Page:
Political parties and leaders: National Alliance for Reconstruction
or NAR [Hochoy CHARLES]; People's
Empowerment Party or PEP [leader
NA]; People's National Movement or
PNM [Patrick MANNING]; Team Unity or
TUN [Ramesh MAHARAJ]; United
National Congress or UNC [Basdeo
PANDAY]
Political pressure groups and Jamaat-al Musilmeen [Yasin BAKR]
leaders:
International organization ACP, C, Caricom, CCC, CDB, ECLAC,
participation: FAO, G-24, G-77, IADB, IBRD, ICAO,
ICFTU, ICRM, IDA, IFAD, IFC, IFRCS,
IHO, ILO, IMF, IMO, Interpol, IOC,
ISO, ITU, LAES, NAM, OAS, OPANAL,
OPCW, UN, UNCTAD, UNESCO, UNIDO,
UNU, UPU, WCL, WFTU, WHO, WIPO, WMO,
WTrO
Diplomatic representation in the US: chief of mission: Ambassador
(vacant); Charge d'Affaires
Mackisack LOGIE
chancery: 1708 Massachusetts Avenue
NW, Washington, DC 20036
consulate(s) general: Miami and New
York
FAX: [1] (202) 785-3130
telephone: [1] (202) 467-6490
Diplomatic representation from the chief of mission: Ambassador Roy
US: AUSTIN
embassy: 15 Queen's Park West, Port-
of-Spain
mailing address: P. O. Box 752,
Port-of-Spain
telephone: [1] (868) 622-6371
through 6376
FAX: [1] (868) 628-5462
Flag description: red with a white-edged black
diagonal band from the upper hoist
side

Economy Trinidad and Tobago
---------------------------
Economy - overview: Trinidad and Tobago has earned a
reputation as an excellent
investment site for international
businesses. A leading performer in
the past 4 years has been the
booming natural gas sector. Tourism
is a growing sector, although not
proportionately as important as in
many other Caribbean islands. The
expected recovery of the global
economy, along with anticipated
higher oil prices, are plus factors
for 2002. Negative factors are
persistent high unemployment and the
political uncertainties following
the contentious selection of a new
government in December 2001.
GDP: purchasing power parity - $10.6
billion (2001 est.)
GDP - real growth rate: 4% (2001 est.)
GDP - per capita: purchasing power parity - $9,000
(2001 est.)
GDP - composition by sector: agriculture: 1.6%
industry: 43.2%
services: 55.2% (2000 est.)
Population below poverty line: 21% (1992 est.)
Household income or consumption by lowest 10%: NA%
percentage share: highest 10%: NA%
Inflation rate (consumer prices): 5.6% (2001 est.)
Labor force: 564,000 (2000)
Labor force - by occupation: construction and utilities 12.4%,
manufacturing, mining, and quarrying
14%, agriculture 9.5%, services
64.1% (1997 est.)
Unemployment rate: 11.8% (2001)
Budget: revenues: $1.54 billion
expenditures: $1.6 billion,
including capital expenditures of
$117.3 million (1998)
Industries: petroleum, chemicals, tourism, food
processing, cement, beverage, cotton
textiles
Industrial production growth rate: 4.2% (2001)
Electricity - production: 5.153 billion kWh (2000)
Electricity - production by source: fossil fuel: 99.59%
hydro: 0%
other: 0.41% (2000)
nuclear: 0%
Electricity - consumption: 4.792 billion kWh (2000)
Electricity - exports: 0 kWh (2000)
Electricity - imports: 0 kWh (2000)
Agriculture - products: cocoa, sugarcane, rice, citrus,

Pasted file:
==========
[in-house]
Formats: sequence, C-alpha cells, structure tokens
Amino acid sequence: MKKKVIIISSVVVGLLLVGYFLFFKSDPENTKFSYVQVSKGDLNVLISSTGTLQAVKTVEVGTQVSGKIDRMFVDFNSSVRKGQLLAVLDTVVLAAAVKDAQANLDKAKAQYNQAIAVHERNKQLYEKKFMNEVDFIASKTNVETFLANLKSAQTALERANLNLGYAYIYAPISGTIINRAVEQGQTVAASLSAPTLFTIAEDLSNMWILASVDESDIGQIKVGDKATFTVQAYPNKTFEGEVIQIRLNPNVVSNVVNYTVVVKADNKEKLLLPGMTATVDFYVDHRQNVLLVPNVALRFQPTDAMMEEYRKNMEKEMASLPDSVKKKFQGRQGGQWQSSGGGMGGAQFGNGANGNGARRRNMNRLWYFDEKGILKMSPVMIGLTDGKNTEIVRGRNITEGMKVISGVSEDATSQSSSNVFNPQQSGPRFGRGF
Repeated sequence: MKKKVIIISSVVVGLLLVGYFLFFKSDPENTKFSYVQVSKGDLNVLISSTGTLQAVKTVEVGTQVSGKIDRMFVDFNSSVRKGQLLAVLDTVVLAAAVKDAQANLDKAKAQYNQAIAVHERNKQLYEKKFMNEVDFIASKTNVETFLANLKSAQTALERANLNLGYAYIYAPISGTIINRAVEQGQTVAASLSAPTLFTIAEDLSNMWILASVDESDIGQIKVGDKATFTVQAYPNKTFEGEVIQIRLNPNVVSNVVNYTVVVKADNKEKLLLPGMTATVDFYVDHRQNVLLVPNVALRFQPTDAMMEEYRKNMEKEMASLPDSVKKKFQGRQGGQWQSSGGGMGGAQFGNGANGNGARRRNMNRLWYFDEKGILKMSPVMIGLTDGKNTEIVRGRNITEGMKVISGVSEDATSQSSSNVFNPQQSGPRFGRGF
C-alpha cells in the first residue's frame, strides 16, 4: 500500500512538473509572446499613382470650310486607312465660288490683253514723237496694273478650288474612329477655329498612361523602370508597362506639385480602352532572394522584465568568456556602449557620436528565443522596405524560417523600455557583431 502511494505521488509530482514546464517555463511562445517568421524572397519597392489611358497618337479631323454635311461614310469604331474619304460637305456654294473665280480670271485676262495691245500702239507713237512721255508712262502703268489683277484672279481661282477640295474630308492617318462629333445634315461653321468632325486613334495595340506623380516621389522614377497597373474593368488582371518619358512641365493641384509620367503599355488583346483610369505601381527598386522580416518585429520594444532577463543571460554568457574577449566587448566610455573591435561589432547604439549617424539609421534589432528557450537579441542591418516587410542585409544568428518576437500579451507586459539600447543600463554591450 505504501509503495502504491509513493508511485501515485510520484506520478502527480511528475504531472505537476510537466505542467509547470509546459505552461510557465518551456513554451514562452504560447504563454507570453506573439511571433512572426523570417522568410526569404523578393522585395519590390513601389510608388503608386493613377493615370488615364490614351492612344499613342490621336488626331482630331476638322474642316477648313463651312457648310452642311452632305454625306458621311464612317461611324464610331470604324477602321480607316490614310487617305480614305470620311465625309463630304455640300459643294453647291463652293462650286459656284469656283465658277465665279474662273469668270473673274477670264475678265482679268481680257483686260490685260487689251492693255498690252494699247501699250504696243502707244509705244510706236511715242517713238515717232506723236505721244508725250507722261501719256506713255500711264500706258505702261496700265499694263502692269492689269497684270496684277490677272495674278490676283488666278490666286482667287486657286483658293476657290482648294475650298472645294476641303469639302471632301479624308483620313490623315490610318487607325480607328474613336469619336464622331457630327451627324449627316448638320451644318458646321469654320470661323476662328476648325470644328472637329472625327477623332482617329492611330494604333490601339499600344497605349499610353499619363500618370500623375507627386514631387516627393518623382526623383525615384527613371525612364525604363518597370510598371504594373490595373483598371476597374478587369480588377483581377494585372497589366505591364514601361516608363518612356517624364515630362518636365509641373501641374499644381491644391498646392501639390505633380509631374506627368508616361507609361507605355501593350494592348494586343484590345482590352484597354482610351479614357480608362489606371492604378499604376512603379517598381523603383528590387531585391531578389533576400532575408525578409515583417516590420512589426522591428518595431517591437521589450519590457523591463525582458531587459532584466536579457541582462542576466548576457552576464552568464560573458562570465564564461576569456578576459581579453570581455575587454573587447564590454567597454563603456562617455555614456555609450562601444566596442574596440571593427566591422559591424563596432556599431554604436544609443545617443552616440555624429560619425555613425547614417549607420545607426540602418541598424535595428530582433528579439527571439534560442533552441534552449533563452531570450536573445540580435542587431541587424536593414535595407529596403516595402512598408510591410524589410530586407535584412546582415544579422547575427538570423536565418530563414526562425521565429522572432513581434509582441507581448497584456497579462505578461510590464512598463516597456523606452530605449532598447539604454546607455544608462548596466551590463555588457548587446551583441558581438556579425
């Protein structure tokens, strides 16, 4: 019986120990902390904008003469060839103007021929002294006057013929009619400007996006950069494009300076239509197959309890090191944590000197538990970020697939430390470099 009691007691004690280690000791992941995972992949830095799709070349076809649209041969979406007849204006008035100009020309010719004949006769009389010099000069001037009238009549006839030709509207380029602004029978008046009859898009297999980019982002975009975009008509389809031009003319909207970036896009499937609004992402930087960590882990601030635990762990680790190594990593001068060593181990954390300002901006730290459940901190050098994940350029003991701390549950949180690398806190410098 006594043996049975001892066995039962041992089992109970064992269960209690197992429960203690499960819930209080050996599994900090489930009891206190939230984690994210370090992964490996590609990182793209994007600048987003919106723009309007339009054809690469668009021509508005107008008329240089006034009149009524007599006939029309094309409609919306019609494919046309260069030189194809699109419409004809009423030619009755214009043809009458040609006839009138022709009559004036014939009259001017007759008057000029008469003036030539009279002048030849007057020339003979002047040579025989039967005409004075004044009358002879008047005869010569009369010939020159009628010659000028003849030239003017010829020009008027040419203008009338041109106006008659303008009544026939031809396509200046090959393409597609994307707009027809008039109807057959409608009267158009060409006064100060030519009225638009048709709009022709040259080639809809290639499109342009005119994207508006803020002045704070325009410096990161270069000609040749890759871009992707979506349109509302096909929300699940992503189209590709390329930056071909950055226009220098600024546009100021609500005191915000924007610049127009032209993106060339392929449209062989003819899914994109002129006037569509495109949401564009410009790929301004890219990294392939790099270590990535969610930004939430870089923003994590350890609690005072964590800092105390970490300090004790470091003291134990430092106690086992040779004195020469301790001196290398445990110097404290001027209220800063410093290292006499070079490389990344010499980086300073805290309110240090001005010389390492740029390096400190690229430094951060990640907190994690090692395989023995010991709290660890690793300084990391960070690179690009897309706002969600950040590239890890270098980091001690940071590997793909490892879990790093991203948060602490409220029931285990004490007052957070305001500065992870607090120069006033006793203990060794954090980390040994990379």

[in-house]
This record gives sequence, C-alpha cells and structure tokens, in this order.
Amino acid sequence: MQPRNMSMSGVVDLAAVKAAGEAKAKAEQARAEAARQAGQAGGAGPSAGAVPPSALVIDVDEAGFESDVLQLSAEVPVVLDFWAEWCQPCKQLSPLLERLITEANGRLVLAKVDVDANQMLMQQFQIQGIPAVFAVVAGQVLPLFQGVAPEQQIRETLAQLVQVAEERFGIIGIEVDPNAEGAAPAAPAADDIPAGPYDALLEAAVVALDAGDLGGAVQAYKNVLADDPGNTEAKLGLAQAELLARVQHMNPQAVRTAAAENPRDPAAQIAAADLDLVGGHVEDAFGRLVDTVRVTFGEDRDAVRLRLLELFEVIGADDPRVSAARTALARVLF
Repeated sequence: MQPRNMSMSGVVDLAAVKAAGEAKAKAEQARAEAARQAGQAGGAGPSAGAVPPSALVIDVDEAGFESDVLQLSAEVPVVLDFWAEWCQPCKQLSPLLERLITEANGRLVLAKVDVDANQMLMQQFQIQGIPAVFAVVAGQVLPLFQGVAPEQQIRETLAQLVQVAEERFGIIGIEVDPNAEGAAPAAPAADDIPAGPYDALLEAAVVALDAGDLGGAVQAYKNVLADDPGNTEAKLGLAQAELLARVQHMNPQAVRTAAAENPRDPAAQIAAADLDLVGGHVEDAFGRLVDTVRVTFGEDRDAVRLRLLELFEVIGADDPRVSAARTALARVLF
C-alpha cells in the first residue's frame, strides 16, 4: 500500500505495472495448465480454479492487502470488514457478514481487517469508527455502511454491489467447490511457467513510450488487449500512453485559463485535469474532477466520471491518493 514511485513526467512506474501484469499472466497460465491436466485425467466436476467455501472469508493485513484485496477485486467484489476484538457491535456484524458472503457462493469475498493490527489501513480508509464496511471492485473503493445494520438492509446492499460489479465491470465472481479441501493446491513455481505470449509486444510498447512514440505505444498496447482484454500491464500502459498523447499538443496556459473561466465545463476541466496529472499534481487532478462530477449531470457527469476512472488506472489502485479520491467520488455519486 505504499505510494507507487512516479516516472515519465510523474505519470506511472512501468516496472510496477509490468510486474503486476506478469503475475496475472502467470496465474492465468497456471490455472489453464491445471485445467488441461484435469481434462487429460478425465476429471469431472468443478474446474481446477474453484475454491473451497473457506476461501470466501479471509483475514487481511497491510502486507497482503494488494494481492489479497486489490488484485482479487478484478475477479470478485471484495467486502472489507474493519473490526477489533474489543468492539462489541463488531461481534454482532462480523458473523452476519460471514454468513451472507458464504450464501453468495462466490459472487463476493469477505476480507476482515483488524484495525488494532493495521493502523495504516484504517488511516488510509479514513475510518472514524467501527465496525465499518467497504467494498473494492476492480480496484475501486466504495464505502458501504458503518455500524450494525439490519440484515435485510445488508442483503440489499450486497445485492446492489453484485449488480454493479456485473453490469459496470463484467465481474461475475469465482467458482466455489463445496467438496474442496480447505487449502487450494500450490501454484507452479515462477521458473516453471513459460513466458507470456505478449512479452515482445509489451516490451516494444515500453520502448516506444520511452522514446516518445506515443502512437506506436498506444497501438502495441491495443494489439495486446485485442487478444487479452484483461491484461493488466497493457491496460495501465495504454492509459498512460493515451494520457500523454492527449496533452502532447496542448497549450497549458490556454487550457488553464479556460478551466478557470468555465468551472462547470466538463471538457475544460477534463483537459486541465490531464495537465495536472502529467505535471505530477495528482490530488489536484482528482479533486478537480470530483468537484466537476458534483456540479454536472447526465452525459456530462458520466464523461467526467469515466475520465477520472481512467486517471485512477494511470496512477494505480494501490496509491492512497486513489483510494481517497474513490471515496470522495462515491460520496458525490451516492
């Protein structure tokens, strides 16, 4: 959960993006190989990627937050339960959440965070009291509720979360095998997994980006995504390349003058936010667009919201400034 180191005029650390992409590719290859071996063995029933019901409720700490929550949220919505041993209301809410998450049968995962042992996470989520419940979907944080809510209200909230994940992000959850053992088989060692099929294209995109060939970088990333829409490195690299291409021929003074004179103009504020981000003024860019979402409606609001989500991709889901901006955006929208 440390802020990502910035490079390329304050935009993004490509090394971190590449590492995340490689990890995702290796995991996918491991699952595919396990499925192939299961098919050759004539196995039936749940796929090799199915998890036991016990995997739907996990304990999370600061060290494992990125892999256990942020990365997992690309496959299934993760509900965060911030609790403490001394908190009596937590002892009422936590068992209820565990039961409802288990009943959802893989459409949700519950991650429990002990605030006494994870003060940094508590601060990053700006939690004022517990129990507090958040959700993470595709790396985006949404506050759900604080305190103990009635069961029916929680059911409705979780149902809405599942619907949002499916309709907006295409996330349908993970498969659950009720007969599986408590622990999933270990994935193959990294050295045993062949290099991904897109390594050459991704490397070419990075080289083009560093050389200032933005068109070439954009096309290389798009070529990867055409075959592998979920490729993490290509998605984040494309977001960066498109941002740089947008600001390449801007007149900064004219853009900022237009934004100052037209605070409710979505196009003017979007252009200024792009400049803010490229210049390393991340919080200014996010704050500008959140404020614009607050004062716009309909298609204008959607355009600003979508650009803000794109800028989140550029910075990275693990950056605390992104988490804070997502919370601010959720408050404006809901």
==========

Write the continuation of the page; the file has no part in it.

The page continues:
coffee, vegetables; poultry
Exports: $4.1 billion (f.o.b., 2001 est.)
Exports - commodities: petroleum and petroleum products,
chemicals, steel products,
fertilizer, sugar, cocoa, coffee,
citrus, flowers
Exports - partners: US 45.9%, Caricom countries 26.1%,
Latin America 9.5%, EU 5.7% (1999)
Imports: $3.5 billion (f.o.b., 2001 est.)
Imports - commodities: machinery, transportation equipment,
manufactured goods, food, live
animals
Imports - partners: US 39.8%, Venezuela 11.9%, EU 11%,
Caricom 4.8% (1999)
Debt - external: $2.2 billion (2000 est.)
Economic aid - recipient: $24 million (1999 est.)
Currency: Trinidad and Tobago dollar (TTD)
Currency code: TTD
Exchange rates: Trinidad and Tobago dollars per US
dollar - 6.2466 (January 2002),
6.2332 (2001), 6.2998 (2000), 6.2989
(1999), 6.2983 (1998), 6.2517 (1997)
Fiscal year: 1 October - 30 September

Communications Trinidad and Tobago
----------------------------------
Telephones - main lines in use: 252,000 (1999)
Telephones - mobile cellular: 17,411 (1997)
Telephone system: general assessment: excellent
international service; good local
service
domestic: NA
international: satellite earth
station - 1 Intelsat (Atlantic
Ocean); tropospheric scatter to
Barbados and Guyana
Radio broadcast stations: AM 2, FM 12, shortwave 0 (1998)
Radios: 680,000 (1997)
Television broadcast stations: 4 (1997)
Televisions: 425,000 (1997)
Internet country code: .tt
Internet Service Providers (ISPs): 17 (2000)
Internet users: 42,800 (2001)

Transportation Trinidad and Tobago
----------------------------------
Railways: minimal agricultural railroad system
near San Fernando; common carrier
railway service was discontinued in
1968 (2001)
Highways: total: 8,320 km
paved: 4,252 km
unpaved: 4,068 km (1996)
Waterways: none
Pipelines: crude oil 1,032 km; petroleum
products 19 km; natural gas 904 km
Ports and harbors: Pointe-a-Pierre, Point Fortin, Point
Lisas, Port-of-Spain, Scarborough,
Tembladora
Merchant marine: total: 3 ships (1,000 GRT or over)
totaling 5,910 GRT/7,546 DWT
ships by type: cargo 2, petroleum
tanker 1
note: includes a foreign-owned ship
registered here as a flag of
convenience: United States 1 (2002
est.)
Airports: 6 (2001)
Airports - with paved runways: total: 3
over 3,047 m: 1
2,438 to 3,047 m: 1
1,524 to 2,437 m: 1 (2001)
Airports - with unpaved runways: total: 3
914 to 1,523 m: 1
under 914 m: 2 (2001)

Military Trinidad and Tobago
----------------------------
Military branches: Trinidad and Tobago Defense Force
(including Ground Force, Coast
Guard, and Air Wing), Trinidad and
Tobago Police Service
Military manpower - availability: males age 15-49: 347,831 (2002 est.)
Military manpower - fit for military males age 15-49: 248,324 (2002 est.)
service:
Military expenditures - dollar $90 million (1999)
figure:
Military expenditures - percent of 1.4% (1999)
GDP:

Transnational Issues Trinidad and Tobago
----------------------------------------
Disputes - international: none
Illicit drugs: transshipment point for South
American drugs destined for the US
and Europe; producer of cannabis